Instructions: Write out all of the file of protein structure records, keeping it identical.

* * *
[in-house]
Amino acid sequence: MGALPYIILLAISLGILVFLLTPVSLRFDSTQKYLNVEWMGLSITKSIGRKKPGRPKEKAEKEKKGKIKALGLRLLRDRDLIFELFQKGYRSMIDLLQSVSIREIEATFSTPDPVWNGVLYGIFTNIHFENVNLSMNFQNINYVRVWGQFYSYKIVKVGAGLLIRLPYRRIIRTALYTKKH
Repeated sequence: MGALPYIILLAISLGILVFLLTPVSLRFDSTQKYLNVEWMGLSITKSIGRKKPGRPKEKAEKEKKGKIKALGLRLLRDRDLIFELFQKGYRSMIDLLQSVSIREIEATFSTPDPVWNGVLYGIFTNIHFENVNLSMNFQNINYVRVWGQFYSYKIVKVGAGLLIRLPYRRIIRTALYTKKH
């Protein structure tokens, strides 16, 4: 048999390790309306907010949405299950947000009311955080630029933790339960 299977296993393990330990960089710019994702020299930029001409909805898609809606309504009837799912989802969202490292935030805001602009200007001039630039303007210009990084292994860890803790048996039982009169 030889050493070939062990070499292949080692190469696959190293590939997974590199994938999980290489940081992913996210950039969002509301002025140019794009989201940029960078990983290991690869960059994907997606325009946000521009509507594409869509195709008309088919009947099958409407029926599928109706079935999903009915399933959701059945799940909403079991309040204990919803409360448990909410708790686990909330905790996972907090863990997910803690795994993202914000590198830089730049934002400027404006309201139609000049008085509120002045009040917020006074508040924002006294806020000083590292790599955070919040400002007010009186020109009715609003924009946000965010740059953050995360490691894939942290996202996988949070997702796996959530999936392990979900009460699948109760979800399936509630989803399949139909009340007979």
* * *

[in-house]
Amino acid sequence: MGALPYIILLAISLGILVFLLTPVSLRFDSTQKYLNVEWMGLSITKSIGRKKPGRPKEKAEKEKKGKIKALGLRLLRDRDLIFELFQKGYRSMIDLLQSVSIREIEATFSTPDPVWNGVLYGIFTNIHFENVNLSMNFQNINYVRVWGQFYSYKIVKVGAGLLIRLPYRRIIRTALYTKKH
Repeated sequence: MGALPYIILLAISLGILVFLLTPVSLRFDSTQKYLNVEWMGLSITKSIGRKKPGRPKEKAEKEKKGKIKALGLRLLRDRDLIFELFQKGYRSMIDLLQSVSIREIEATFSTPDPVWNGVLYGIFTNIHFENVNLSMNFQNINYVRVWGQFYSYKIVKVGAGLLIRLPYRRIIRTALYTKKH
């Protein structure tokens, strides 16, 4: 048999390790309306907010949405299950947000009311955080630029933790339960 299977296993393990330990960089710019994702020299930029001409909805898609809606309504009837799912989802969202490292935030805001602009200007001039630039303007210009990084292994860890803790048996039982009169 030889050493070939062990070499292949080692190469696959190293590939997974590199994938999980290489940081992913996210950039969002509301002025140019794009989201940029960078990983290991690869960059994907997606325009946000521009509507594409869509195709008309088919009947099958409407029926599928109706079935999903009915399933959701059945799940909403079991309040204990919803409360448990909410708790686990909330905790996972907090863990997910803690795994993202914000590198830089730049934002400027404006309201139609000049008085509120002045009040917020006074508040924002006294806020000083590292790599955070919040400002007010009186020109009715609003924009946000965010740059953050995360490691894939942290996202996988949070997702796996959530999936392990979900009460699948109760979800399936509630989803399949139909009340007979």